the graphics viewport, and (x1,y1) defines the lower-right corner
(inclusive).  The viewport may be disabled, so RIPscrip graphics commands
are ignored, by setting all parameters to zero (0).

Graphics displayed in the viewport is "truncated" at this rectangular
border, meaning if a circle would normally extend outside one of the
borders, it will be chopped, only displaying the portion of the circle
that is contained inside the viewport boundaries.

Coordinates are specified based on a 640x350 pixel resolution, meaning X
can be anywhere from 0 - 639, and Y can be anywhere from 0 - 349. x0 must
be less than x1 and y0 must be less than y1 unless all parameters are set
to zero, indicating that the graphics window is disabled.



RIP_RESET_WINDOWS
-----------------
         Function:  Clear Graphics & Text Windows and reset to full screen
            Level:  0
          Command:  *
        Arguments:  <none>
           Format:  !|*
          Example:  !|*
  Uses Draw Color:  NO
Uses Line Pattern:  NO
  Uses Line Thick:  NO
  Uses Fill Color:  NO
Uses Fill Pattern:  NO
  Uses Write Mode:  NO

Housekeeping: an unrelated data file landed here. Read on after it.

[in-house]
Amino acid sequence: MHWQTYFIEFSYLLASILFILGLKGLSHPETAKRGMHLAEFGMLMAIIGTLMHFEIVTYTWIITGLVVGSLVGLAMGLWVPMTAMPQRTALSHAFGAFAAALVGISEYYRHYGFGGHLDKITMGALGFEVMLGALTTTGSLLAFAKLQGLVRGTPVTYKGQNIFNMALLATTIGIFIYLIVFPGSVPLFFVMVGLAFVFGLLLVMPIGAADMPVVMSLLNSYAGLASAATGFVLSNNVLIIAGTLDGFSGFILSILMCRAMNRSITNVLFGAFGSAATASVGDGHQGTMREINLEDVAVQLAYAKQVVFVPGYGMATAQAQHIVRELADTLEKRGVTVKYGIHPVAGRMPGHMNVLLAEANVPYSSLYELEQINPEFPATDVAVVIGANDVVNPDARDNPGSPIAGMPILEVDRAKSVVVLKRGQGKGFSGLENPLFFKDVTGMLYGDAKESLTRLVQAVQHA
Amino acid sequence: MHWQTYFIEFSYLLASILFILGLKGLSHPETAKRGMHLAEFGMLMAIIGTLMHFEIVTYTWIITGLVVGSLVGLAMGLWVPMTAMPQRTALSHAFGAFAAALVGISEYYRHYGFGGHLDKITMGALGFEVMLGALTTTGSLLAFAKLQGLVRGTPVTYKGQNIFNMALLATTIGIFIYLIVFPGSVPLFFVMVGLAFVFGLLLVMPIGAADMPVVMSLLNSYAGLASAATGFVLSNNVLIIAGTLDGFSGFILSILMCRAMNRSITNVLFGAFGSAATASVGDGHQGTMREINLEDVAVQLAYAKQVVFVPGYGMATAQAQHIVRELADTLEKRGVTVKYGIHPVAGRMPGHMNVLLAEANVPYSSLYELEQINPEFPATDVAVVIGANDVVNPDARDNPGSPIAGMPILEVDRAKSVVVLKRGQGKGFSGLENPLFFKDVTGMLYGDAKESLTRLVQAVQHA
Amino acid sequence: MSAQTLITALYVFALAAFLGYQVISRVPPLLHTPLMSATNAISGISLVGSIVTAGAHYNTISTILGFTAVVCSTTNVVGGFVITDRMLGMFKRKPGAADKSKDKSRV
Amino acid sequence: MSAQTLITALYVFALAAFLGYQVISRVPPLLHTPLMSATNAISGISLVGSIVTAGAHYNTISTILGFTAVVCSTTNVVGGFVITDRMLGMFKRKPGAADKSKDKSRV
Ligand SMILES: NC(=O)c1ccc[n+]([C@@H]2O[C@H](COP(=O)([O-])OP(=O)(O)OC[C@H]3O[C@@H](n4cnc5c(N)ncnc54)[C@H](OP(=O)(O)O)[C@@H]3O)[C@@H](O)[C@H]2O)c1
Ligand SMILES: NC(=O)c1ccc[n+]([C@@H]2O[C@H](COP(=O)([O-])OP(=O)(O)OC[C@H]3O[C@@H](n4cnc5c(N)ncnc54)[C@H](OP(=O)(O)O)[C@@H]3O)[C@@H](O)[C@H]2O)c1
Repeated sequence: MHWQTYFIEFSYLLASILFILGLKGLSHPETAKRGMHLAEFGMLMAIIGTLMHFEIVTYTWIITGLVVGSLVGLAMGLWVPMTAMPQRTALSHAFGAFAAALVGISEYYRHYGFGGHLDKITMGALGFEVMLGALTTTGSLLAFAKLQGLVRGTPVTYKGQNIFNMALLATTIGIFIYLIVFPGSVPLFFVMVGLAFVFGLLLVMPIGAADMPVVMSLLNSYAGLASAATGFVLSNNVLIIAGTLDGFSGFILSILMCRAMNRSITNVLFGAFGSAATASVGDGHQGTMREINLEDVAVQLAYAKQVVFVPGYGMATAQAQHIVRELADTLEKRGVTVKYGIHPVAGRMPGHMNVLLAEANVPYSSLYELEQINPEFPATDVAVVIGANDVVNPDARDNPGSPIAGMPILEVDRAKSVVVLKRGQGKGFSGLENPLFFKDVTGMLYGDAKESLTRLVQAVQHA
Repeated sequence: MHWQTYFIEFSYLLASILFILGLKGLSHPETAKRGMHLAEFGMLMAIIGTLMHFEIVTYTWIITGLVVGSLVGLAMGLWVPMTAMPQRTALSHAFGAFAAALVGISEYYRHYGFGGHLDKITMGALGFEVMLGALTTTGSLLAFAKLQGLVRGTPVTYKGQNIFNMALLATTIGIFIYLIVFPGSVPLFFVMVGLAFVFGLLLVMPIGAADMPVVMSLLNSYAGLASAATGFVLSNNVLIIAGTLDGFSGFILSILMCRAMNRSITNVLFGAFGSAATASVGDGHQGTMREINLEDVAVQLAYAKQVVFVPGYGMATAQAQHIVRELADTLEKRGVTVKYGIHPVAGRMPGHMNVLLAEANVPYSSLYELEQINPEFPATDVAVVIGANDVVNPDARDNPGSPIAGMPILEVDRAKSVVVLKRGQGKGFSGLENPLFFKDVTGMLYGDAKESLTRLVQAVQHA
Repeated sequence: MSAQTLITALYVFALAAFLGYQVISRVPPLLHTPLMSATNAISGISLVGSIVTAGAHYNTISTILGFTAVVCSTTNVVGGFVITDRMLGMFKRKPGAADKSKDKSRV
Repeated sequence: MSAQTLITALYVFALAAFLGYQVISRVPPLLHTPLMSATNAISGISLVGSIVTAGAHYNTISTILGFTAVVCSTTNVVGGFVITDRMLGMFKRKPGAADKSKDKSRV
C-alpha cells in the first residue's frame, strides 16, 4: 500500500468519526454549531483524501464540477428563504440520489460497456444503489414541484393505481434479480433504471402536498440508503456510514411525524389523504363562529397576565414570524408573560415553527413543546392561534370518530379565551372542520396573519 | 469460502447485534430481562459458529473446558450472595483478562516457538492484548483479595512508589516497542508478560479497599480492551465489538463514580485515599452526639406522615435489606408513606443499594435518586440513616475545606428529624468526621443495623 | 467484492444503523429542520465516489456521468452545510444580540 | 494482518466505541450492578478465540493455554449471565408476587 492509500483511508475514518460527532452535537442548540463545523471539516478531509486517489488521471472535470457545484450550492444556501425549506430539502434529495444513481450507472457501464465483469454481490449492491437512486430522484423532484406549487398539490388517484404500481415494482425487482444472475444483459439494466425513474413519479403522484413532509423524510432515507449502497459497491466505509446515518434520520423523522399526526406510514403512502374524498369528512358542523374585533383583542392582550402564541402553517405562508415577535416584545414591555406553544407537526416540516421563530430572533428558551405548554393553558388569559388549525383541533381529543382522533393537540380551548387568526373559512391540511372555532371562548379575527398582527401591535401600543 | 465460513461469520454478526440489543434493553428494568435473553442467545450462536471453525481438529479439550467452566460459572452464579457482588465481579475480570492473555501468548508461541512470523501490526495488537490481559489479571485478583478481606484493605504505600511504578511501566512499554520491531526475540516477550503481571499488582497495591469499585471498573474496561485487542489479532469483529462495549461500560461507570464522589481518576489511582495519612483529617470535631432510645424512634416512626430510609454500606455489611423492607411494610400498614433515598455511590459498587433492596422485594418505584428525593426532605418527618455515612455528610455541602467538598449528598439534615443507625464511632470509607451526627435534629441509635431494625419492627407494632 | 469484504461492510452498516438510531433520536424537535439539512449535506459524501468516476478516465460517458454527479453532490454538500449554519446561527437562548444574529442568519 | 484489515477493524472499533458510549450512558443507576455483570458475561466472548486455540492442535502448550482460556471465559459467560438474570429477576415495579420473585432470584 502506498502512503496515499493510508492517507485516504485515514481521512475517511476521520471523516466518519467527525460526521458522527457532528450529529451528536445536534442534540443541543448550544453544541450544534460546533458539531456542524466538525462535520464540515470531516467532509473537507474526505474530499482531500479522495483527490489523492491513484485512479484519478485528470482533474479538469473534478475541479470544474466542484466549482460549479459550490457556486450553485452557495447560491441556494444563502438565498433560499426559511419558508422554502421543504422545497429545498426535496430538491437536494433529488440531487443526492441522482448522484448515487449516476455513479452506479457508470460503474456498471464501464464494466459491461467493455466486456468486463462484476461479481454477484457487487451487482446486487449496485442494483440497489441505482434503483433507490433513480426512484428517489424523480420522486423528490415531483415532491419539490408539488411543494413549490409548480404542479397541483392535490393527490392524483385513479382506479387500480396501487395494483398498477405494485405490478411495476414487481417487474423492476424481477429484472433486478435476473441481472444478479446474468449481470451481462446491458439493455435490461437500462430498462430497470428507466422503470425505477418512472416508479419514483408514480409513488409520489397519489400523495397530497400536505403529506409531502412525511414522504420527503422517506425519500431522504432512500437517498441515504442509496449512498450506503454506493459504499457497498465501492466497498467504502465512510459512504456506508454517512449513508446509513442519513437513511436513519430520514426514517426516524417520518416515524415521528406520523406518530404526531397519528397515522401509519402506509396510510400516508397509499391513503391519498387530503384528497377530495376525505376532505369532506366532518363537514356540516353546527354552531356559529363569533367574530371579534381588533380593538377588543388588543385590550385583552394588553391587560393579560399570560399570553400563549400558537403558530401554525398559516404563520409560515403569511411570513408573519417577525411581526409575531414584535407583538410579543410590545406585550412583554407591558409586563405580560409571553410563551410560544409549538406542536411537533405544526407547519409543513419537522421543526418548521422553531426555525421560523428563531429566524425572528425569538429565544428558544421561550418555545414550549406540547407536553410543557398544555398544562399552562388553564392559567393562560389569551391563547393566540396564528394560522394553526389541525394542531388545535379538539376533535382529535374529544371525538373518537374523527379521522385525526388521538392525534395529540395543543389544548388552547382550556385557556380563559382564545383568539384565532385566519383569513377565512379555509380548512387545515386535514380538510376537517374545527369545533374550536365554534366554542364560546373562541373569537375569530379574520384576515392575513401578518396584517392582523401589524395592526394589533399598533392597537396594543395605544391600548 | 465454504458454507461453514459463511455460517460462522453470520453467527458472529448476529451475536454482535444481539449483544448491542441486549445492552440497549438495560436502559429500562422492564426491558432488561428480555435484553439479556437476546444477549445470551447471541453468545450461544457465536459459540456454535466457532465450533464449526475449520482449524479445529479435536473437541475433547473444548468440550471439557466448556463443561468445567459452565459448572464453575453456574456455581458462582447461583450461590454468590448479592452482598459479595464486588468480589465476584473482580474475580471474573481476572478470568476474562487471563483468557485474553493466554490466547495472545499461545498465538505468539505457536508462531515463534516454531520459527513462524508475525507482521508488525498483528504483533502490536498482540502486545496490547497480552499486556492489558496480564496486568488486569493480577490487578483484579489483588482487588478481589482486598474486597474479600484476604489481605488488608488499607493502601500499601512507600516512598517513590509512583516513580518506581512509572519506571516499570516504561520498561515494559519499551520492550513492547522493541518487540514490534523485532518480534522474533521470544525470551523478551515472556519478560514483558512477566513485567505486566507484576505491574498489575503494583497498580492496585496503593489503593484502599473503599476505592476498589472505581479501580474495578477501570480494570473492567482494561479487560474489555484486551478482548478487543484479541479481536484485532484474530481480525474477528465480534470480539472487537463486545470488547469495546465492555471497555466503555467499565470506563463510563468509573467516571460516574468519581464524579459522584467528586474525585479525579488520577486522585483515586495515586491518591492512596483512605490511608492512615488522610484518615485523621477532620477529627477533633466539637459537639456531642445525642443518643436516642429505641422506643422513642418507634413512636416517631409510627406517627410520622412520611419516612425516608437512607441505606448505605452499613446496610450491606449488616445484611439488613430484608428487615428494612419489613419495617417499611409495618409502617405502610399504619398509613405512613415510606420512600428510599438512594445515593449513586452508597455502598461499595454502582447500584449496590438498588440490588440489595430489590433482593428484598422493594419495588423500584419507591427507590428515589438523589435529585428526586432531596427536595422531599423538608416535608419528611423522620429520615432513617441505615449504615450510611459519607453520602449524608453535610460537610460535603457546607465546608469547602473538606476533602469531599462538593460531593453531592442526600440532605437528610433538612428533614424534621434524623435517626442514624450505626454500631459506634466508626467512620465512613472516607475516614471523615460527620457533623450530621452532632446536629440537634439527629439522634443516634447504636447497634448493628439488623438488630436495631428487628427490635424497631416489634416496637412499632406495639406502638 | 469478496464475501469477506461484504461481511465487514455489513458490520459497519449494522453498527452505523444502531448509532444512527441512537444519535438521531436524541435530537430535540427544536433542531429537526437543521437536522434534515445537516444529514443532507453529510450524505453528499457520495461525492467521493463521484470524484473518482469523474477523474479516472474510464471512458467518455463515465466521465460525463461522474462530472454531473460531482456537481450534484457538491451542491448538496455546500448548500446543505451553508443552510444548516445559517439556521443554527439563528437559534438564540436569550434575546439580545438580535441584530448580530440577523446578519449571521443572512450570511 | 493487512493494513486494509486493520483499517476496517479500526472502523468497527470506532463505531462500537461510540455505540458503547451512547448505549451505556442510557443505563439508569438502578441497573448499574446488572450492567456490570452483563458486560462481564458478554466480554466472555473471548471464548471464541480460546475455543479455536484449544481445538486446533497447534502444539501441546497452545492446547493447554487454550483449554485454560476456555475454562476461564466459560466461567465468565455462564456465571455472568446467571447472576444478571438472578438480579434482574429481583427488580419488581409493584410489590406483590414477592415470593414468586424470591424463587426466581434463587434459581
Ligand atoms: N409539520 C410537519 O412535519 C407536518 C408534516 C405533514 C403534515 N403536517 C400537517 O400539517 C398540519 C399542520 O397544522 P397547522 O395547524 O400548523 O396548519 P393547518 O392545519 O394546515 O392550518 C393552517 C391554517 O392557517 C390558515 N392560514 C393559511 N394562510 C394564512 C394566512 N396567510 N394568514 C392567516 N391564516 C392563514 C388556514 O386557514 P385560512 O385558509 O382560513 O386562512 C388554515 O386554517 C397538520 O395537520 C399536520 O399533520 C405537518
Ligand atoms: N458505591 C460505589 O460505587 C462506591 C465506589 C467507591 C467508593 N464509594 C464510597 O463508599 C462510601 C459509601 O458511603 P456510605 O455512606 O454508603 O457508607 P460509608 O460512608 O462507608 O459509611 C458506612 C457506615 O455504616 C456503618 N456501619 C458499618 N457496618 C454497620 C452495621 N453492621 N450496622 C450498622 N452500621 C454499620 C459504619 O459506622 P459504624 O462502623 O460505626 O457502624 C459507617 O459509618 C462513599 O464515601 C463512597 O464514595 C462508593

Uses Font Sizes:  NO

This command will set the Text Window to a full 80x43 EGA hi-res text
mode, place the cursor in the upper left corner, clear the screen, and
zoom the Graphics Window to full 640x350 EGA screen.  Both windows are
filled with the current graphics background color.  Also, all Mouse
Regions are deleted and the Clipboard is erased.  A system might use this
function before entering a text only mode that does not support RIP
commands.  This command will also restore the default 16-color RIP
palette (see RIP_SET_PALETTE below).



RIP_ERASE_WINDOW
----------------
         Function:  Clears the Text Window to the current background color
            Level:  0
          Command:  e
        Arguments:  <none>
           Format:  !|e
          Example:  !|e
  Uses Draw Color:  NO
Uses Line Pattern:  NO
  Uses Line Thick:  NO
  Uses Fill Color:  NO
Uses Fill Pattern:  NO
  Uses Write Mode:  NO
  Uses Font Sizes:  NO

This clears the TTY text window to the current graphics background color
and positions the cursor in the upper-left corner of the window.  If the